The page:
Whiplash

 

Whiplash (Dir. Damien Chazelle/2015)

Whiplash smashes through the screen, past the mahogany walls and smooth décor that oozes class. Glistening trumpets and sexy saxophones sing. These Jazz musicians are above the common goal of acceptable standard. They are like sports athletes, and they are shot as such. Director Damien Chazelle frames men and women, preparing to rehearse Whiplash, as if they are on the blocks of a 100m race. Trombones boldly play as a piano slinks in and out of rhythms and meandering melodies. The percussion is the glue that holds them together. Conductor and teacher, Terence Fletcher (JK Simmons), will rip the beat out and force it to stick if necessary. He’ll hire a musician merely to raise another’s game. He’ll fire a musician because they’re out of tune. It is the unworkable expectations of a man in search of the next Charlie Parker. Andrew (Miles Teller) wants to be this man. Friendship and relationships are second place to his ambition. A relentless onslaught of dominance, Whiplash captures the raw animalism of these duelling beasts. It’s inevitable that one will devour the other. The moment we sniff a human grin of subtle pride, Andrew is immediately knocked down by Fletcher. He needs to bleed for his music and plasters only hold so much blood. The ‘fun’ Fletcher claims Andrew should seek, is sadomasochistic and destructive. If, and how, he survives is what we’re observing. And it is an awesome sight to behold. You’ll be out of breath when the credits hit the snare.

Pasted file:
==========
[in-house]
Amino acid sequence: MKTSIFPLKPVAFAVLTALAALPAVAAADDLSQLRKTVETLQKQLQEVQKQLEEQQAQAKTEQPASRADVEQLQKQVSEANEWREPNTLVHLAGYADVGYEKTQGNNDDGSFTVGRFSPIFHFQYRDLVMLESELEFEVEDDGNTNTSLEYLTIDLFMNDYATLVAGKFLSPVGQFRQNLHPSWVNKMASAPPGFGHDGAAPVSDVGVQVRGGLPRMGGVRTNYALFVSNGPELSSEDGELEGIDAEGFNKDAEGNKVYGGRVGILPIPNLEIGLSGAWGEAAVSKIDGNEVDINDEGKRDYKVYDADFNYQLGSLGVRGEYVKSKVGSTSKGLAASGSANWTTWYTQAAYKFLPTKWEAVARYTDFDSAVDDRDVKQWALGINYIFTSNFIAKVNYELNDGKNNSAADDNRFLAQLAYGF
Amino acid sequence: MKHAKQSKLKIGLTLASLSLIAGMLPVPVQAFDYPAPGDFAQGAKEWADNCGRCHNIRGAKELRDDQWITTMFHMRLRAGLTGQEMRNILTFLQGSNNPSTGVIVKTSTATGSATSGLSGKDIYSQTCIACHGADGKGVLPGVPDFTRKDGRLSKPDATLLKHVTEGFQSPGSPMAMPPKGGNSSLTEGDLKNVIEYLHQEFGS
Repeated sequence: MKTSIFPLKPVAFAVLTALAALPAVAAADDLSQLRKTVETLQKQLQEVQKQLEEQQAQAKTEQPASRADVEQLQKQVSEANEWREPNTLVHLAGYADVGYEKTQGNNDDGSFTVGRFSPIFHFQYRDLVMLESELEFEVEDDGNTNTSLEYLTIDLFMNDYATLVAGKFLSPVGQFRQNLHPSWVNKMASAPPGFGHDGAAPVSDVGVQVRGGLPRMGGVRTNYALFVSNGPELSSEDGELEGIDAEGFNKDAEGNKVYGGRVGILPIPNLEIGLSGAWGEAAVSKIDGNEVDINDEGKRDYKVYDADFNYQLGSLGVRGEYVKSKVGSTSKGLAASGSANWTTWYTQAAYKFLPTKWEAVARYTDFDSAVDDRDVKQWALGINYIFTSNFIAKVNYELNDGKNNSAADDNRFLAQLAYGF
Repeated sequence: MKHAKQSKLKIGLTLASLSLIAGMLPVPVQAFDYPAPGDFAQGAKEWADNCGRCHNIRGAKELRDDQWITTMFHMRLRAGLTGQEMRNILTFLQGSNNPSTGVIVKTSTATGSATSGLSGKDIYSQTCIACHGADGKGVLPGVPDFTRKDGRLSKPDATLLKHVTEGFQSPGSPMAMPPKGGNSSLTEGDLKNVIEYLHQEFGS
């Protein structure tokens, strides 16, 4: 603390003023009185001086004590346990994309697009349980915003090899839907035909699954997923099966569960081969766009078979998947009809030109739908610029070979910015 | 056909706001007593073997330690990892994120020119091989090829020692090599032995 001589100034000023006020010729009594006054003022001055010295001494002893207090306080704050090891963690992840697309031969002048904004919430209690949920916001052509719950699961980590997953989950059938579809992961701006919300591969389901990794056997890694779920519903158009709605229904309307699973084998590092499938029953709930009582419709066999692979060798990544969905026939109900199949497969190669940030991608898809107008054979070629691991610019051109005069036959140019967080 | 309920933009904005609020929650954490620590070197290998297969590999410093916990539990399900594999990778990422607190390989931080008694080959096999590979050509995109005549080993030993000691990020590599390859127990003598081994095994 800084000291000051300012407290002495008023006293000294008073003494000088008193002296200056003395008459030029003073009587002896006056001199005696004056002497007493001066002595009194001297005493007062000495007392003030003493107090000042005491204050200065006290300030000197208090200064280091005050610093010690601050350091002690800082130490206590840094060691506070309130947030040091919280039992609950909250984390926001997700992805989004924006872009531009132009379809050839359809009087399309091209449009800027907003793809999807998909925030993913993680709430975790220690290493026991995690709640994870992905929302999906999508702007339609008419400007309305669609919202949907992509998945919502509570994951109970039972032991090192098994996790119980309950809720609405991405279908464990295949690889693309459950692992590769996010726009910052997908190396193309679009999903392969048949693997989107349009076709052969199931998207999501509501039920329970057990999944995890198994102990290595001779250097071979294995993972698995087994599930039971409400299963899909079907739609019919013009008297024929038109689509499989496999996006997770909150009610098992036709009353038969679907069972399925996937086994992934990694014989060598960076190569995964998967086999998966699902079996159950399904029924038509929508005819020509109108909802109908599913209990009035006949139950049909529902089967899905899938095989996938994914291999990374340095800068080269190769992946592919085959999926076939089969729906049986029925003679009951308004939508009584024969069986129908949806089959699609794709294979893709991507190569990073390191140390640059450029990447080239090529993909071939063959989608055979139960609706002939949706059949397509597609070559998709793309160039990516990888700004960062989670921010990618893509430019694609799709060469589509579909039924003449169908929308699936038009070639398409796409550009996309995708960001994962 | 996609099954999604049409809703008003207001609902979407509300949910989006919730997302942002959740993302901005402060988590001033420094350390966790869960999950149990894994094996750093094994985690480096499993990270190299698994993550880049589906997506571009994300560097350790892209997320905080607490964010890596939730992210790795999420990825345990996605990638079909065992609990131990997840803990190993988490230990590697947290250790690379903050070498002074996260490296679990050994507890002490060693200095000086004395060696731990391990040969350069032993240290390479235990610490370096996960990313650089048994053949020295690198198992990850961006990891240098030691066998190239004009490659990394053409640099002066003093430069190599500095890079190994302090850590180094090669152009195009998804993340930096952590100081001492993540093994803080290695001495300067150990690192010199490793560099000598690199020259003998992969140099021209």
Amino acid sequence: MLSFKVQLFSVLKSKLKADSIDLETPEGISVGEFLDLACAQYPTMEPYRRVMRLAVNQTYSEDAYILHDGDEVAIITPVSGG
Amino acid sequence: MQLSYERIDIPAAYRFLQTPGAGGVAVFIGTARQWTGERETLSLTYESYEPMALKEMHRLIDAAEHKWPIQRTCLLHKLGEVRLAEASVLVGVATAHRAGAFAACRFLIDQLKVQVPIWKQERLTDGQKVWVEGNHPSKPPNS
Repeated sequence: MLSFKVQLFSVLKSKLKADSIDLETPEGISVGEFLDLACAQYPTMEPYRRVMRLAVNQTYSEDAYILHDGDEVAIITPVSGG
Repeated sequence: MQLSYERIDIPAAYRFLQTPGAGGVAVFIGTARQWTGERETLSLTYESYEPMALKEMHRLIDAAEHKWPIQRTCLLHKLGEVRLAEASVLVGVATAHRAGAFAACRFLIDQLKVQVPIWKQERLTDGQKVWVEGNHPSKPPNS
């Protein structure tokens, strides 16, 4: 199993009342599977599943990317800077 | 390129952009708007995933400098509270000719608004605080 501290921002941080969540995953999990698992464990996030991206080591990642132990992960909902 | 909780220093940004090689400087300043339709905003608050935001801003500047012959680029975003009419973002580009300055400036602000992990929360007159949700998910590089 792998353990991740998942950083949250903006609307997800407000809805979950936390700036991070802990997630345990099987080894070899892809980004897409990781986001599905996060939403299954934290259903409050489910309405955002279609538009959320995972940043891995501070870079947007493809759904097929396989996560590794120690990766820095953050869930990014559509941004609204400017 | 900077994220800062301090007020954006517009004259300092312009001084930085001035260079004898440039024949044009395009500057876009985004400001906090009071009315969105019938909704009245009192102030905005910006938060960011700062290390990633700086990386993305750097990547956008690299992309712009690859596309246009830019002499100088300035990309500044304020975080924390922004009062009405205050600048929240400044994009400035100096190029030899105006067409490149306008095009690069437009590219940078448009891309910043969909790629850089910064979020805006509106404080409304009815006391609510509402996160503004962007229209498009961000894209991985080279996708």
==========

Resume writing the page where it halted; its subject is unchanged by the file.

Rating: 10/10

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